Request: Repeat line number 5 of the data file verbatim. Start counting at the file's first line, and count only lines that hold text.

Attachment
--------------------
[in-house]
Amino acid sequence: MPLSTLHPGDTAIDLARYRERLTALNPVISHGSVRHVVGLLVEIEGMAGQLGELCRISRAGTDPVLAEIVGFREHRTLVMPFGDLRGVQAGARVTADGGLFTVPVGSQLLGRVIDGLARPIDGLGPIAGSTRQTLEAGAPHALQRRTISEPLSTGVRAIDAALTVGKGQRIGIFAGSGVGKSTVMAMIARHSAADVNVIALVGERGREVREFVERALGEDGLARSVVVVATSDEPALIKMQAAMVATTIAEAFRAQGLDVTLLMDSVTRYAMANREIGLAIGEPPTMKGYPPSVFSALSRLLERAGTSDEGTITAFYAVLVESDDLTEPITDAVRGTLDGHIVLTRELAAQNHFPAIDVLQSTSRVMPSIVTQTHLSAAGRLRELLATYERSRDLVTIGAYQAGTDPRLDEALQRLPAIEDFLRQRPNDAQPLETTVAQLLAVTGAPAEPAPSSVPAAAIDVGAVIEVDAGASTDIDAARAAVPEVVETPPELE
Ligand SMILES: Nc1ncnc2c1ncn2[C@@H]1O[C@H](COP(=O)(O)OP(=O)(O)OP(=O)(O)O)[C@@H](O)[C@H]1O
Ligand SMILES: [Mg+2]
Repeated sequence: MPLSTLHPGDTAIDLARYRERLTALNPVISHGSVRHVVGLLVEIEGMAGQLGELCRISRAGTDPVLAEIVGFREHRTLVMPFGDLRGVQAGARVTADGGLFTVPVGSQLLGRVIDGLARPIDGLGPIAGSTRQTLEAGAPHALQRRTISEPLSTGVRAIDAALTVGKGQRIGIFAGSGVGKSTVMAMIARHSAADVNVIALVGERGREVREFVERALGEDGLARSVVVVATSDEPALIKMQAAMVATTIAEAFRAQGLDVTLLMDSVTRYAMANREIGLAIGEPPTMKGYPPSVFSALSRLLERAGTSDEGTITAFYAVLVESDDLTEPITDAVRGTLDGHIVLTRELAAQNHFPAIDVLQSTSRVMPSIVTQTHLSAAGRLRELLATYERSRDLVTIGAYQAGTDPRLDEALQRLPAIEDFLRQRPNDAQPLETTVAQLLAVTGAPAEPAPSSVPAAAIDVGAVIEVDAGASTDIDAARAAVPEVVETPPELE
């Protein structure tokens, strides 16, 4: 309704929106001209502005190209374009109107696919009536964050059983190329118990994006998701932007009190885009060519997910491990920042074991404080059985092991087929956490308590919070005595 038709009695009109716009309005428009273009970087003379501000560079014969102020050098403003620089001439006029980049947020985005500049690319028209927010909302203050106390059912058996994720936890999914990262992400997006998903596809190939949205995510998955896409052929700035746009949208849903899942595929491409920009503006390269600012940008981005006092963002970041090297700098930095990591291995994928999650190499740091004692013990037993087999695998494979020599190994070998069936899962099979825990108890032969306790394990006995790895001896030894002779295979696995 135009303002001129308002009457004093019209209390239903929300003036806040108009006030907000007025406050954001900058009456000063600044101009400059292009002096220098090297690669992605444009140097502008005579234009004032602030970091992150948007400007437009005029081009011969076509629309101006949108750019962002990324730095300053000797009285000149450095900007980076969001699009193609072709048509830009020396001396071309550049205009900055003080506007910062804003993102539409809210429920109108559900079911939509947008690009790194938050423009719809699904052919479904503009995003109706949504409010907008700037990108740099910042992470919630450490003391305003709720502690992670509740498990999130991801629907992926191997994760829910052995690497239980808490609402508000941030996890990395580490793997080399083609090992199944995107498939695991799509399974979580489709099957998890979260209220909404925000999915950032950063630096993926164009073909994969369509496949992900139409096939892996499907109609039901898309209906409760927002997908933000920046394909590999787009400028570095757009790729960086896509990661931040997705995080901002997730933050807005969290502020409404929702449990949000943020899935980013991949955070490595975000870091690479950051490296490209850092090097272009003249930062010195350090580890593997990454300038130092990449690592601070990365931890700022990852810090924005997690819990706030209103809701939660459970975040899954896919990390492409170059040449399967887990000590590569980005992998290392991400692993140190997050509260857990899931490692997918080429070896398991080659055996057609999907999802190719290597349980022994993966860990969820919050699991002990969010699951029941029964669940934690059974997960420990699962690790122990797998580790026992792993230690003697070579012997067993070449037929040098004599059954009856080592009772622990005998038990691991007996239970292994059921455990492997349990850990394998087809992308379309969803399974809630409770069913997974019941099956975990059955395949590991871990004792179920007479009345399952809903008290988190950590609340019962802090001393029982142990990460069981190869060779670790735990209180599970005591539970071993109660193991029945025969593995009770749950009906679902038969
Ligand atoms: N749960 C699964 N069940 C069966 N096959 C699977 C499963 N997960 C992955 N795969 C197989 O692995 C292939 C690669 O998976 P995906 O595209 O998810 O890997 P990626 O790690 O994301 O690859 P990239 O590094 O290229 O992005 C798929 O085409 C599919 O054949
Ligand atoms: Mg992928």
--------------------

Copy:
Repeated sequence: MPLSTLHPGDTAIDLARYRERLTALNPVISHGSVRHVVGLLVEIEGMAGQLGELCRISRAGTDPVLAEIVGFREHRTLVMPFGDLRGVQAGARVTADGGLFTVPVGSQLLGRVIDGLARPIDGLGPIAGSTRQTLEAGAPHALQRRTISEPLSTGVRAIDAALTVGKGQRIGIFAGSGVGKSTVMAMIARHSAADVNVIALVGERGREVREFVERALGEDGLARSVVVVATSDEPALIKMQAAMVATTIAEAFRAQGLDVTLLMDSVTRYAMANREIGLAIGEPPTMKGYPPSVFSALSRLLERAGTSDEGTITAFYAVLVESDDLTEPITDAVRGTLDGHIVLTRELAAQNHFPAIDVLQSTSRVMPSIVTQTHLSAAGRLRELLATYERSRDLVTIGAYQAGTDPRLDEALQRLPAIEDFLRQRPNDAQPLETTVAQLLAVTGAPAEPAPSSVPAAAIDVGAVIEVDAGASTDIDAARAAVPEVVETPPELE